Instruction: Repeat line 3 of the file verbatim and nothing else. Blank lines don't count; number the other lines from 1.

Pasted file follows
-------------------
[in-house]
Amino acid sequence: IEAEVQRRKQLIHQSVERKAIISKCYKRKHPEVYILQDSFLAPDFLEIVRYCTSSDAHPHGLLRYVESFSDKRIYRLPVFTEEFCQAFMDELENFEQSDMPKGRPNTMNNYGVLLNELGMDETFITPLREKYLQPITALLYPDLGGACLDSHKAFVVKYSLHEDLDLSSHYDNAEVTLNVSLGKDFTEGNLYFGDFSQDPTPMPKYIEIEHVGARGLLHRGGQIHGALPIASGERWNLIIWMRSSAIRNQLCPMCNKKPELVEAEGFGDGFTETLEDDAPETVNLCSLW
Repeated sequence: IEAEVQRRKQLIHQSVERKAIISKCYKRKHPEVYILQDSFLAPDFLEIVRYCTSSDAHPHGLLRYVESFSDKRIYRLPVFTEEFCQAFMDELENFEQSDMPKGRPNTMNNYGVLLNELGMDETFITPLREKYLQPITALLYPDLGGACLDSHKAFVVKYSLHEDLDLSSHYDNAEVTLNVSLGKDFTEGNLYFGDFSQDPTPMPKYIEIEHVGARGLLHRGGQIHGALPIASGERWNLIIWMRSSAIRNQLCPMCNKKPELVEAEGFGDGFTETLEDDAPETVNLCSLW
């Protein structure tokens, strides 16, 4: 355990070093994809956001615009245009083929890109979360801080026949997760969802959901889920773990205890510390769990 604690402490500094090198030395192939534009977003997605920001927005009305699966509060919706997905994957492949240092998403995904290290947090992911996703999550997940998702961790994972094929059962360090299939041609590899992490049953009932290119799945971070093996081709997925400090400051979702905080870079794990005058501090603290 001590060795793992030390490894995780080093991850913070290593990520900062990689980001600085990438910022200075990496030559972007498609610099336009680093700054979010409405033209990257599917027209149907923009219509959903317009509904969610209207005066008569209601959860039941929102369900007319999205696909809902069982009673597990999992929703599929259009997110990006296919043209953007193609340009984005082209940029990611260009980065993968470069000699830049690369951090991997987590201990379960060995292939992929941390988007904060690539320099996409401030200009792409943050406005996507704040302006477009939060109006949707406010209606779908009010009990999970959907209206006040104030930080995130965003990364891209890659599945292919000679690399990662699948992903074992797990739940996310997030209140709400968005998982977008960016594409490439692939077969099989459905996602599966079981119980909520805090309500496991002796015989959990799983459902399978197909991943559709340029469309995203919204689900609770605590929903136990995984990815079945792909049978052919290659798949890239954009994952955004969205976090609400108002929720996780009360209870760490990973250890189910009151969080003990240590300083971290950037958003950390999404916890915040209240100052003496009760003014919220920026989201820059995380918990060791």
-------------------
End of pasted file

Repeated sequence: IEAEVQRRKQLIHQSVERKAIISKCYKRKHPEVYILQDSFLAPDFLEIVRYCTSSDAHPHGLLRYVESFSDKRIYRLPVFTEEFCQAFMDELENFEQSDMPKGRPNTMNNYGVLLNELGMDETFITPLREKYLQPITALLYPDLGGACLDSHKAFVVKYSLHEDLDLSSHYDNAEVTLNVSLGKDFTEGNLYFGDFSQDPTPMPKYIEIEHVGARGLLHRGGQIHGALPIASGERWNLIIWMRSSAIRNQLCPMCNKKPELVEAEGFGDGFTETLEDDAPETVNLCSLW